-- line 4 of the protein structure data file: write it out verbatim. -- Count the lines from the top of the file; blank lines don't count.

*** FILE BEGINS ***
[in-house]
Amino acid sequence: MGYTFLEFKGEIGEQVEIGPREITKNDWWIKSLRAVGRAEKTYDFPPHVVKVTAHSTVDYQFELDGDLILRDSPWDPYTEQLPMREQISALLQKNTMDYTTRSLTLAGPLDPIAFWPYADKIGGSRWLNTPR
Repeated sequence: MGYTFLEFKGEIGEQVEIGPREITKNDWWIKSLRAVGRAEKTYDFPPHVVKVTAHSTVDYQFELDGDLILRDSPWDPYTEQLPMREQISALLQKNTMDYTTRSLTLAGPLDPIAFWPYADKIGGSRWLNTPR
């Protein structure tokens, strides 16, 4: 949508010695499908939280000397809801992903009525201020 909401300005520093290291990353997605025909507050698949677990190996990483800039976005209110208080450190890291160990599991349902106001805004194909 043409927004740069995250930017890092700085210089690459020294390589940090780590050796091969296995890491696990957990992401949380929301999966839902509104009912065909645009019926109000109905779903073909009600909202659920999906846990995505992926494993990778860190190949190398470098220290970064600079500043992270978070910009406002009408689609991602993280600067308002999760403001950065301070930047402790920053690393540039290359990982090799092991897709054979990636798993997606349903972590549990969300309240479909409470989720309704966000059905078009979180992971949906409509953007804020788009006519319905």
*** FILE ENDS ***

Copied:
């Protein structure tokens, strides 16, 4: 949508010695499908939280000397809801992903009525201020 909401300005520093290291990353997605025909507050698949677990190996990483800039976005209110208080450190890291160990599991349902106001805004194909 043409927004740069995250930017890092700085210089690459020294390589940090780590050796091969296995890491696990957990992401949380929301999966839902509104009912065909645009019926109000109905779903073909009600909202659920999906846990995505992926494993990778860190190949190398470098220290970064600079500043992270978070910009406002009408689609991602993280600067308002999760403001950065301070930047402790920053690393540039290359990982090799092991897709054979990636798993997606349903972590549990969300309240479909409470989720309704966000059905078009979180992971949906409509953007804020788009006519319905």